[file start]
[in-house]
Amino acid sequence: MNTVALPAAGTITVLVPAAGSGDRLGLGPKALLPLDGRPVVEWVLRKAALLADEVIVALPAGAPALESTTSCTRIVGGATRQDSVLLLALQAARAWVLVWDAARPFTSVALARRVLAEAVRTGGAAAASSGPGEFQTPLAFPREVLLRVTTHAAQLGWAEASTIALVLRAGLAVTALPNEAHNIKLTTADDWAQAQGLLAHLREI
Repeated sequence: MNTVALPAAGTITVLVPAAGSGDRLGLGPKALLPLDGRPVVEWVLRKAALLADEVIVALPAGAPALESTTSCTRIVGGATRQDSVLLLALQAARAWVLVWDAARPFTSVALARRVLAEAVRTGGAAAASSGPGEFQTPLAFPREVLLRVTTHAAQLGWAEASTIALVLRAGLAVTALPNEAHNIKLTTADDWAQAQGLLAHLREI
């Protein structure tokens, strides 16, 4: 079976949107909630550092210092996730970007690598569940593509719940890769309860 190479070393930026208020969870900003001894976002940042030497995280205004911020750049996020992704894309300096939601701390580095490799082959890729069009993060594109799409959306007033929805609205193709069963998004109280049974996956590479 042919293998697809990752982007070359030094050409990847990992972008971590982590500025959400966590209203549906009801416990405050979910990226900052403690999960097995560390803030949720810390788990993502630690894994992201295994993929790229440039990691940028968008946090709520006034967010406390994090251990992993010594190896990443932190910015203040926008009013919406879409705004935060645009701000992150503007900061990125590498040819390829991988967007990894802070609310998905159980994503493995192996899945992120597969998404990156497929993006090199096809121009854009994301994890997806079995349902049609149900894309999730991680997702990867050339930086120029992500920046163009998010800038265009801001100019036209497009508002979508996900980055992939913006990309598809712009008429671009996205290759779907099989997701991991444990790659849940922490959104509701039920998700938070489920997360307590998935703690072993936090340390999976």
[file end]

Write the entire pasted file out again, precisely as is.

[in-house]
Amino acid sequence: MNTVALPAAGTITVLVPAAGSGDRLGLGPKALLPLDGRPVVEWVLRKAALLADEVIVALPAGAPALESTTSCTRIVGGATRQDSVLLLALQAARAWVLVWDAARPFTSVALARRVLAEAVRTGGAAAASSGPGEFQTPLAFPREVLLRVTTHAAQLGWAEASTIALVLRAGLAVTALPNEAHNIKLTTADDWAQAQGLLAHLREI
Repeated sequence: MNTVALPAAGTITVLVPAAGSGDRLGLGPKALLPLDGRPVVEWVLRKAALLADEVIVALPAGAPALESTTSCTRIVGGATRQDSVLLLALQAARAWVLVWDAARPFTSVALARRVLAEAVRTGGAAAASSGPGEFQTPLAFPREVLLRVTTHAAQLGWAEASTIALVLRAGLAVTALPNEAHNIKLTTADDWAQAQGLLAHLREI
């Protein structure tokens, strides 16, 4: 079976949107909630550092210092996730970007690598569940593509719940890769309860 190479070393930026208020969870900003001894976002940042030497995280205004911020750049996020992704894309300096939601701390580095490799082959890729069009993060594109799409959306007033929805609205193709069963998004109280049974996956590479 042919293998697809990752982007070359030094050409990847990992972008971590982590500025959400966590209203549906009801416990405050979910990226900052403690999960097995560390803030949720810390788990993502630690894994992201295994993929790229440039990691940028968008946090709520006034967010406390994090251990992993010594190896990443932190910015203040926008009013919406879409705004935060645009701000992150503007900061990125590498040819390829991988967007990894802070609310998905159980994503493995192996899945992120597969998404990156497929993006090199096809121009854009994301994890997806079995349902049609149900894309999730991680997702990867050339930086120029992500920046163009998010800038265009801001100019036209497009508002979508996900980055992939913006990309598809712009008429671009996205290759779907099989997701991991444990790659849940922490959104509701039920998700938070489920997360307590998935703690072993936090340390999976």